MPCC beginnings lead to lifelong automotive career for Indianola man
From driving tractors in rural Nebraska to running a Honda training center in Connecticut, Gene Esch is proof that you can go anywhere in life with the right opportunities.
For him, one of those opportunities was Mid-Plains Community College.
“MPCC is a huge asset to its service area,” Esch said. “Not all kids have the money to move away from home and go to a four-year college or university, and I was one of them. Mid-Plains provided me with a quality education at a price I could afford.”
Esch is the coordinator for an American Honda Motor Company training center in Windsor Locks, Conn. His responsibilities include overseeing the training of 1,500 Honda technicians in the New England area every year.
“I have 30 cars ranging from 2015s-2022s,” Esch said. “The technicians come in for a week at a time and learn the basics on them – everything from electrical circuits and fuel emissions to brakes, suspensions and alignment – you name it, they work on it. We put bugs in the cars for the technicians to diagnose using skills we teach them. When they master out, they get a certificate.”
Esch’s position is one he never envisioned for himself while growing up at Indianola. Back then, he didn’t really know what he wanted to do – except venture beyond the horizon.
“I grew up in a welding shop and on a farm, so I got started working on farm equipment right out of high school,” Esch said. “At that time, I didn’t want to go back to the farm. I wanted to get out of Nebraska and do something different like so many kids that age. But, I did like fixing cars and tractors and working with my hands.”
Esch graduated from Republican Valley High School in the spring of 1986 and got a job at the John Deere dealership in McCook. That fall, he began taking classes at Mid-Plains Community College – studying automotive technology during the day and diesel at night.
“Night classes were free if you took a full course load, so I took every diesel class I could,” Esch said. “I went back a third year for auto body because even though I was still undecided, I knew I wanted to be in the auto industry and the auto body classes gave me more skills for my résumé.”
Esch returned to John Deere following his graduation from Mid-Plains in 1989 and was subsequently moved to the company’s dealership in Oberlin, Kan. He worked part-time in the automotive department and part-time in the tractor shop.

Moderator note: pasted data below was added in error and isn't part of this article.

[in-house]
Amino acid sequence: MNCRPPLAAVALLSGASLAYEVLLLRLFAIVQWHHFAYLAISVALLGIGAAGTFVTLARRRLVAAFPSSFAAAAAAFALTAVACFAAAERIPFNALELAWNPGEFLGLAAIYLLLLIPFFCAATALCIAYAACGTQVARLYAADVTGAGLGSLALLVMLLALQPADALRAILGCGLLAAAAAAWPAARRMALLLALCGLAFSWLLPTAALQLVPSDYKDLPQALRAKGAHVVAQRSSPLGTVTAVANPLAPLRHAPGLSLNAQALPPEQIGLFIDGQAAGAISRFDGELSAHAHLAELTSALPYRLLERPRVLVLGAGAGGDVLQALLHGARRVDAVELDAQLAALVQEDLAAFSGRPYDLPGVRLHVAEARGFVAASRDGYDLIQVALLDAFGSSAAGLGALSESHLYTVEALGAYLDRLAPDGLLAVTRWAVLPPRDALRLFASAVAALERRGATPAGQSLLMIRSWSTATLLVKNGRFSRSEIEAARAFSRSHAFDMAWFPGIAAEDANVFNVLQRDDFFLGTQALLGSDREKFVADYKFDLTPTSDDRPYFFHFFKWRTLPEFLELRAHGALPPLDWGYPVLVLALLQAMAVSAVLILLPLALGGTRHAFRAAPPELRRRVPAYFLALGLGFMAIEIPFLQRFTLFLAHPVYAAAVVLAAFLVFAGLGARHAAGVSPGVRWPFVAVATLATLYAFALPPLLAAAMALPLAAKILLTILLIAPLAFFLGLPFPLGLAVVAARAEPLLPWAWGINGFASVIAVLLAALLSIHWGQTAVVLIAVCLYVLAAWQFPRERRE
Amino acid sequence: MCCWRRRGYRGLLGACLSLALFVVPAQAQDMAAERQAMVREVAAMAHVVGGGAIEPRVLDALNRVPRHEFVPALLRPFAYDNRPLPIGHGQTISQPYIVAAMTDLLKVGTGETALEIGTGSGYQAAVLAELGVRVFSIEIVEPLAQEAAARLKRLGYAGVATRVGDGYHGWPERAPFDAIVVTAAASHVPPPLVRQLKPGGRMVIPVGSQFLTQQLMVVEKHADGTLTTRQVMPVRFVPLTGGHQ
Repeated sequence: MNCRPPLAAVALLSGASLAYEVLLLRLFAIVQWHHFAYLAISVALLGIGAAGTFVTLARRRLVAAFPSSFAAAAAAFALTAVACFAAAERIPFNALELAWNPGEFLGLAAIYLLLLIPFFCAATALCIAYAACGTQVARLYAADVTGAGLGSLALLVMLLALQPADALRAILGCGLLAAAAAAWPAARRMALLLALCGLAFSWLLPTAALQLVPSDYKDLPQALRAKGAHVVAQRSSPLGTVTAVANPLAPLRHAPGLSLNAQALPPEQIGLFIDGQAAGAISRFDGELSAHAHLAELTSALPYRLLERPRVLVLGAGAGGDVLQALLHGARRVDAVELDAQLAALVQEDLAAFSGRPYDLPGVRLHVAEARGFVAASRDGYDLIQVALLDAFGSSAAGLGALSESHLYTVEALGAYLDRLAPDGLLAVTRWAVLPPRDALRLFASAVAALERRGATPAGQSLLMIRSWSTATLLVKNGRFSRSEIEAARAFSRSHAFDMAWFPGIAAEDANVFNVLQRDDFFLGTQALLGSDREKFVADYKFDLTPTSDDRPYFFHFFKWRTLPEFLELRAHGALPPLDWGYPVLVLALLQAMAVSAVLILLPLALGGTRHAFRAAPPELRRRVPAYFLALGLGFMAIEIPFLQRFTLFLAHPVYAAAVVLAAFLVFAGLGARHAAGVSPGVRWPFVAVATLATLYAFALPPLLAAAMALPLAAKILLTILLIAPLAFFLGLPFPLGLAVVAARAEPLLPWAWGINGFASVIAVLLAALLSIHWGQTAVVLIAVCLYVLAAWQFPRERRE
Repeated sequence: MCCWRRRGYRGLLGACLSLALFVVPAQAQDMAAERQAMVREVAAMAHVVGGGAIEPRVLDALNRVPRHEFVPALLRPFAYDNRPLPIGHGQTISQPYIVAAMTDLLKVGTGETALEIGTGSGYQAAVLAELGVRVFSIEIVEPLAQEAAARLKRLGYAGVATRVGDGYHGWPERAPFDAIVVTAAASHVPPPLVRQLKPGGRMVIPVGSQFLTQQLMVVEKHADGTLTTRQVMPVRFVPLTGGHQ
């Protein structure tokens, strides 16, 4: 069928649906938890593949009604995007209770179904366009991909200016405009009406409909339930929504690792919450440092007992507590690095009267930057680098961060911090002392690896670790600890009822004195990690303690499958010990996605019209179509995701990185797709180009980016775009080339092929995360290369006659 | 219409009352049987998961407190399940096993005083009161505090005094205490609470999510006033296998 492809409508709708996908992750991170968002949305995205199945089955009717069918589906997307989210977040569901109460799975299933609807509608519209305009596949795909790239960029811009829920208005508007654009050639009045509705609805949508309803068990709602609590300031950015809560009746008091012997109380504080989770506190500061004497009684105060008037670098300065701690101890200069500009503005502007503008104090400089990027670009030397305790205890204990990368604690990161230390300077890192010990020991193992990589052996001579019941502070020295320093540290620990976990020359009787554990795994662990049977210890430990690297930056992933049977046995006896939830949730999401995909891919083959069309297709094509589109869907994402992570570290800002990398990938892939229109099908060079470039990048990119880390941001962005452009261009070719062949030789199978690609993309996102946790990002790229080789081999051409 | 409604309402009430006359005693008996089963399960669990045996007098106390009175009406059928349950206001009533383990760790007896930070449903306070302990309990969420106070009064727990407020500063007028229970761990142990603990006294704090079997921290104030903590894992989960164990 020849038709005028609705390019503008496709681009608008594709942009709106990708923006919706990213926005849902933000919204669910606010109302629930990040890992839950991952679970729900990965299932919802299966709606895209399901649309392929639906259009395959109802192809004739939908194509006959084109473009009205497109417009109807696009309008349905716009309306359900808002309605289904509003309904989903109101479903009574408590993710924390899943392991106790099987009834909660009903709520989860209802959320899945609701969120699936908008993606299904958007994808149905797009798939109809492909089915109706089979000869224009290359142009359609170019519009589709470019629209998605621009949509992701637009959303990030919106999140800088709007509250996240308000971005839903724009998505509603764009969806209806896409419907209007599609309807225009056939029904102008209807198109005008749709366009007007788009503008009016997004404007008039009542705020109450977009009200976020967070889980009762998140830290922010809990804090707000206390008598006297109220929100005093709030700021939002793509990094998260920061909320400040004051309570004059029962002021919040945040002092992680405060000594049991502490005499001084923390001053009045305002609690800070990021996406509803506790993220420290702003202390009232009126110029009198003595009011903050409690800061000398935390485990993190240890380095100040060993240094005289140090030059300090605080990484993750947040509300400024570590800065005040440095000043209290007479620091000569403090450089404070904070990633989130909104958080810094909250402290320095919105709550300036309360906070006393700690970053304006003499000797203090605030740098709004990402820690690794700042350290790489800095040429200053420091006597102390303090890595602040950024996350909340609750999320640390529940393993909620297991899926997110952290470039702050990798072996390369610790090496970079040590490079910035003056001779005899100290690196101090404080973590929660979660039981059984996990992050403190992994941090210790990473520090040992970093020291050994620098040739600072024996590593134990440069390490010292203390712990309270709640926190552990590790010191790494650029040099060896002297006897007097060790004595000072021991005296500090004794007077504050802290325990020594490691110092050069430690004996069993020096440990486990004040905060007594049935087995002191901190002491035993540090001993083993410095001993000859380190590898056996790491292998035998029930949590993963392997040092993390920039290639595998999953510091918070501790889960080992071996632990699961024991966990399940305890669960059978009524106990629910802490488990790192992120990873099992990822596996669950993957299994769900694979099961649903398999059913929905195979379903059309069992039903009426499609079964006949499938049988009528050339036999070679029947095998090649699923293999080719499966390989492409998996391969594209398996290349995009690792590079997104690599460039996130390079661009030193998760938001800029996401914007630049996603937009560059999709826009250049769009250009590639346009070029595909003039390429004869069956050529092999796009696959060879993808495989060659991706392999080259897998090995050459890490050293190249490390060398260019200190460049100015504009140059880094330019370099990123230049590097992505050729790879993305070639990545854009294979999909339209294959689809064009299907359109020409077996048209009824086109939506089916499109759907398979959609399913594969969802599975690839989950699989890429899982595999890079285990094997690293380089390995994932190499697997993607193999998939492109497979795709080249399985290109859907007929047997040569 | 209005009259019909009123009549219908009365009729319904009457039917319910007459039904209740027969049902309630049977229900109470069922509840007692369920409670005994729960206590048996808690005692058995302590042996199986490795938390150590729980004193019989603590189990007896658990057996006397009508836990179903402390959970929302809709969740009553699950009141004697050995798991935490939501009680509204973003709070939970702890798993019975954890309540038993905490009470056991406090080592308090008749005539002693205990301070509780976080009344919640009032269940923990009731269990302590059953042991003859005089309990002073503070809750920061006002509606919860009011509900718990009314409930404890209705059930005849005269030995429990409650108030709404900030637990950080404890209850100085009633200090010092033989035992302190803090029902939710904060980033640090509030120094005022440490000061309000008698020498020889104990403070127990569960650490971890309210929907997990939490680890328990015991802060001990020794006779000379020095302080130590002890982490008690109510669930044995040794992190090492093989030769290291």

Esch was back in McCook less than a year later, working as the sole technician for Snowden Motors.
“You learn quickly when there’s no one around to help you,” he said. “My first trip to Denver to a Honda training, that’s when I decided I wanted to be an instructor and give back. I never thought I wanted to teach before, but once I got into the GM and Honda training, I realized how much those instructors meant to the preparation of students.”
Esch remained at the dealership after it was bought out by Howard Kool Motors in 1990. In 1999, the Honda offerings were split off into their own store. When that happened, Esch took over as the new store’s service and parts manager and lead technician.
He had begun taking night classes at MPCC’s campus in McCook to work toward his goal of becoming an instructor but was on the move again before he could finish.
Esch spent the next decade climbing up through the industry ranks and traversing the country – from Manhattan, Kan. to Torrance, Calif.
His opportunity to teach finally came in 2013, when he hired on as an instructor with American Honda. For the next couple of years, he taught technicians from Honda dealerships.
“At that time, we had 11 zones and 12 training centers,” Esch said. “The Training Center in Torrance stretched from Bakersfield south to the Mexican border and out into parts of Arizona and Nevada. It took me about a year to get used to the slower pace and to sitting at a desk and giving knowledge back, but it was rewarding. When technicians would thank me and tell me I taught them something – that’s when I knew I was where I was supposed to be.”
In 2015, his job shifted to field engineering covering 96 dealerships.
“It was a newly created position,” Esch said. “I would go to the stores and fix troubled cars that the dealers couldn’t fix. I was based out of Corona and would work with the factories and engineers to come up with different repairs.”
Esch relocated again, to Irving, Texas, before being transferred to Connecticut in 2020 for his current position.
His career has been a whirlwind of opportunities and experiences, but Esch hasn’t lost sight of where he came from.
“I’m glad I started out the way I did,” Esch said. “The one-on-one instruction I received at Mid-Plains is similar to how I teach now. Most technical students are visual, hands-on learners, and I can relate to that.”
Outside of the training center, Esch can be found sharing his expertise through SkillsUSA – something he was also introduced to at Mid-Plains.
“The automotive instructors got me started judging, and I really enjoyed it,” Esch said. “I wrote and designed the electrical portion for the national competition last June in Atlanta, and now I’m working on next year’s event.”
Preparing a new generation of technicians is even more important to him now that’s he’s seen all aspects of the industry.
“It was hard to find technicians before Covid, and now it’s worse,” Esch said. “A tremendous amount left the industry. That’s why community colleges are so important. Not everyone needs a four-year school to make a good living. The skills community colleges provide keep the workforce going, and I’m glad I took the time that I attended one to soak up everything I could.”